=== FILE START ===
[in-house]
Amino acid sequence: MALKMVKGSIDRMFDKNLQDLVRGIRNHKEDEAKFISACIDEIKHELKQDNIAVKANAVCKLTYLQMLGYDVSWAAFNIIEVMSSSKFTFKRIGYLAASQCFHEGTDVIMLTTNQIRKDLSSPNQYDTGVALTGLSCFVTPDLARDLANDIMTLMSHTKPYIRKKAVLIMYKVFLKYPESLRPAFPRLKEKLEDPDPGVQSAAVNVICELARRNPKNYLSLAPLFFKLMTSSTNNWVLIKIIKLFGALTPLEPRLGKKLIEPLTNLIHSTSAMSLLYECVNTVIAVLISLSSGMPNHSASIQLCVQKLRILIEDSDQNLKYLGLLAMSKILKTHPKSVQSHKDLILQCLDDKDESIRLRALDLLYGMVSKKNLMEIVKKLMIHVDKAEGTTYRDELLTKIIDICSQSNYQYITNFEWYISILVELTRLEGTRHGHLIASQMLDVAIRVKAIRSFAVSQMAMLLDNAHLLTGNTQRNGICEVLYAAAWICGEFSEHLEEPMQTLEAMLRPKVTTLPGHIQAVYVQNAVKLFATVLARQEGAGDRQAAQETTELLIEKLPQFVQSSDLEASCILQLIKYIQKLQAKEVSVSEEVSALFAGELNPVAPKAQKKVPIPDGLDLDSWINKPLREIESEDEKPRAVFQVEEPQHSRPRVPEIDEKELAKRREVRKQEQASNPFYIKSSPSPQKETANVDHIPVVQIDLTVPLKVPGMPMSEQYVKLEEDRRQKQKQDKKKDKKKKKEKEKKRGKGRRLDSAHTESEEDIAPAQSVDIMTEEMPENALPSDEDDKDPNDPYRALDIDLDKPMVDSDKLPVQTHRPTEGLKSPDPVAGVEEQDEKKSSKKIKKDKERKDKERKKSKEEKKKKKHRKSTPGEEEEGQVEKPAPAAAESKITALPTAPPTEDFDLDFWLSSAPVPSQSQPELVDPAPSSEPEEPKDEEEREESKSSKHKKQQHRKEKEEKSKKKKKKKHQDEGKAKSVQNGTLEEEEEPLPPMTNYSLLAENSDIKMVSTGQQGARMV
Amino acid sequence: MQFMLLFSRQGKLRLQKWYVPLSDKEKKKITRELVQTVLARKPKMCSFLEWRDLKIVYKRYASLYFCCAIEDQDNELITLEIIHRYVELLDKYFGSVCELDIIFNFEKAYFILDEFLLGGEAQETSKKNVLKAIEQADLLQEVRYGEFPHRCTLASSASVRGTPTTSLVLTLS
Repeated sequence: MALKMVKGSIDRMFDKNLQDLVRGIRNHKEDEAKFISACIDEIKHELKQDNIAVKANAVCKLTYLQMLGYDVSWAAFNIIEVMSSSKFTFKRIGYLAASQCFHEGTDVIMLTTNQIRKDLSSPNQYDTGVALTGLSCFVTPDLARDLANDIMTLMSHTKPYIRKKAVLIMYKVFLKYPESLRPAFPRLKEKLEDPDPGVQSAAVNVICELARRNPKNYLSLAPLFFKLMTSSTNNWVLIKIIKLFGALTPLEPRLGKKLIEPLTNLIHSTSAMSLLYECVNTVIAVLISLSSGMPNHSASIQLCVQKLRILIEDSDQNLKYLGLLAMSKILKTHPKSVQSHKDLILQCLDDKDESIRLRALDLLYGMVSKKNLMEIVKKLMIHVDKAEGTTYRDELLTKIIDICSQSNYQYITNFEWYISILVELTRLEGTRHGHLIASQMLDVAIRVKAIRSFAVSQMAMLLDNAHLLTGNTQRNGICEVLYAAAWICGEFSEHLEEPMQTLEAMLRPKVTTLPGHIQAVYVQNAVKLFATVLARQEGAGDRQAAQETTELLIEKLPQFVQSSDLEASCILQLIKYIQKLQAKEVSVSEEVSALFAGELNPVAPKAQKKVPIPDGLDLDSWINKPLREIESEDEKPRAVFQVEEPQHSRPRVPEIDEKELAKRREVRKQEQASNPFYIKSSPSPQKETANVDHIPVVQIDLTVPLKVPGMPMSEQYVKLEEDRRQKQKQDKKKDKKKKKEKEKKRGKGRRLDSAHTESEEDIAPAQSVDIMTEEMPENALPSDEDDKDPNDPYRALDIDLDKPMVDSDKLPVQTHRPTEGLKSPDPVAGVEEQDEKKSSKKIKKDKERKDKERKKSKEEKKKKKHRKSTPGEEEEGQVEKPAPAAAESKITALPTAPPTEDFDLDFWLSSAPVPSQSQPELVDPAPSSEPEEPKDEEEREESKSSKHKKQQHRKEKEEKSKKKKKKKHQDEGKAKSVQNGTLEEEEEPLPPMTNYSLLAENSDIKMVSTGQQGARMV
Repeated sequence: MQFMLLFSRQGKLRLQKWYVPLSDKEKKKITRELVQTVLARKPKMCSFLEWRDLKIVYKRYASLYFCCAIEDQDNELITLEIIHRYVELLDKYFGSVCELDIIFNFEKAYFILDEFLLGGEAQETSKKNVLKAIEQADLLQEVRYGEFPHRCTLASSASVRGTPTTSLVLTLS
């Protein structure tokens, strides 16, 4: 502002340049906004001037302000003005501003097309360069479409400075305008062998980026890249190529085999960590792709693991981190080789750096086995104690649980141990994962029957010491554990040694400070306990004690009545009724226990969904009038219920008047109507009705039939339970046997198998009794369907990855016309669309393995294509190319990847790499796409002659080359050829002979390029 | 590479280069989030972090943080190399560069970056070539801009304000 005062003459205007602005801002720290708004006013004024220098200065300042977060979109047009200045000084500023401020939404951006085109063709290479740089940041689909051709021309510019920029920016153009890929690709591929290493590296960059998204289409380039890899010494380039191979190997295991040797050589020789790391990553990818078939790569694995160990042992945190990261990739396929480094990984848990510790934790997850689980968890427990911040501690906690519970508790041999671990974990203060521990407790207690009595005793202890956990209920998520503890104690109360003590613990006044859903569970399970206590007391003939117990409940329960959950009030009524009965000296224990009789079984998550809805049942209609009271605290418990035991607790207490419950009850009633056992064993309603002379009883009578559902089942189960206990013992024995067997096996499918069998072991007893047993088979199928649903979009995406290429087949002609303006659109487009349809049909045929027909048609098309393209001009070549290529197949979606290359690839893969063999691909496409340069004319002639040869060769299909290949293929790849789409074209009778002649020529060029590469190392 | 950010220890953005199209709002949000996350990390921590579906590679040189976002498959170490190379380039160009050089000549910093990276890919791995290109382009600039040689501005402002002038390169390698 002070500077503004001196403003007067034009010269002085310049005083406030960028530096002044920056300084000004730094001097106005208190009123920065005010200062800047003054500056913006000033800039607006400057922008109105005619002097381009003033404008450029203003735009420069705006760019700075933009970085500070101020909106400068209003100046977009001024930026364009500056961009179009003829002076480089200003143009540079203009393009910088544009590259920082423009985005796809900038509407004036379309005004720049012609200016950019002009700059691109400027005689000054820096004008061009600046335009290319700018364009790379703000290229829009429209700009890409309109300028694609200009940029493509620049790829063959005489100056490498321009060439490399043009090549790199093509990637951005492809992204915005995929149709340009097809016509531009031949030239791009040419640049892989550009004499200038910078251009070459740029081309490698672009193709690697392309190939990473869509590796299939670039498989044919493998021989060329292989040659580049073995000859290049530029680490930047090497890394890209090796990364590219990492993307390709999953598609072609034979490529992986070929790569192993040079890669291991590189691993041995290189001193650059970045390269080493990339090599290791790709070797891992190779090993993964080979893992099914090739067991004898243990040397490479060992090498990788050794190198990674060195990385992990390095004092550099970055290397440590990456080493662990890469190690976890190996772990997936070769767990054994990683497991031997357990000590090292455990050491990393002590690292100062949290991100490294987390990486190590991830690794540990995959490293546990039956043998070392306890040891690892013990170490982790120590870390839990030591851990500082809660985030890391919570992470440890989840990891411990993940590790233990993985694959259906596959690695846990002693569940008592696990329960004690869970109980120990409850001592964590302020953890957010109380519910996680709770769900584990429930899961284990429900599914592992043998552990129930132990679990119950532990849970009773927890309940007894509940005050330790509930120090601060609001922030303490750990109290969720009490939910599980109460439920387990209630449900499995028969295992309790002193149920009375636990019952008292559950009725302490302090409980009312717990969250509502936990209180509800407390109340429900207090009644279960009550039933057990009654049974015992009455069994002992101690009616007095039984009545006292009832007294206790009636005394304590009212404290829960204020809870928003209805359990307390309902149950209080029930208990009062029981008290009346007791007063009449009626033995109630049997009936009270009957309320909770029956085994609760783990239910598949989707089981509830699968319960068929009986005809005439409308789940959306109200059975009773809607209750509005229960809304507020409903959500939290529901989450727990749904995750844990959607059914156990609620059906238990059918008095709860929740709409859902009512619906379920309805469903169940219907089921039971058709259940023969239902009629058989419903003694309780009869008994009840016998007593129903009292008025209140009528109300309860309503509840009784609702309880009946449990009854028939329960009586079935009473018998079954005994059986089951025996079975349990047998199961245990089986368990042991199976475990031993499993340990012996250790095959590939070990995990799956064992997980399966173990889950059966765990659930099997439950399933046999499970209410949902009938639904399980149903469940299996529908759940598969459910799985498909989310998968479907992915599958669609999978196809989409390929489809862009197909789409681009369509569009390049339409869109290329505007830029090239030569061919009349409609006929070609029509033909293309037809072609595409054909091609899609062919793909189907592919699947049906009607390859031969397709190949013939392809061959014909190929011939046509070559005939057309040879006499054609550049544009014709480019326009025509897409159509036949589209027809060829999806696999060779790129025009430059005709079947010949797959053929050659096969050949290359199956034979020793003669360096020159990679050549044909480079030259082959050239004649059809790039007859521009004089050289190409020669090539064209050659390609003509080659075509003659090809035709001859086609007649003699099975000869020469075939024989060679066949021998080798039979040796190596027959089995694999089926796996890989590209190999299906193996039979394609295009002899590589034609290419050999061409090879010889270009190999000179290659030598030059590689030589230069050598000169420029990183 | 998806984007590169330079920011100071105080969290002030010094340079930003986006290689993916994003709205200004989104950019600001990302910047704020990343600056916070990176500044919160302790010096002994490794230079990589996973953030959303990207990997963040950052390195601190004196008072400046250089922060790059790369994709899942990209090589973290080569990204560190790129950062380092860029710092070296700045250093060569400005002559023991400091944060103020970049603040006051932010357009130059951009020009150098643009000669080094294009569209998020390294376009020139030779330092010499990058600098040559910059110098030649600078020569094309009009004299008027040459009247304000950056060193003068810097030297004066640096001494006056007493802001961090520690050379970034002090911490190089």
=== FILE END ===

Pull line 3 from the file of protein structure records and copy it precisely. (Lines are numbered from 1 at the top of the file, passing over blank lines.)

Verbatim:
Amino acid sequence: MQFMLLFSRQGKLRLQKWYVPLSDKEKKKITRELVQTVLARKPKMCSFLEWRDLKIVYKRYASLYFCCAIEDQDNELITLEIIHRYVELLDKYFGSVCELDIIFNFEKAYFILDEFLLGGEAQETSKKNVLKAIEQADLLQEVRYGEFPHRCTLASSASVRGTPTTSLVLTLS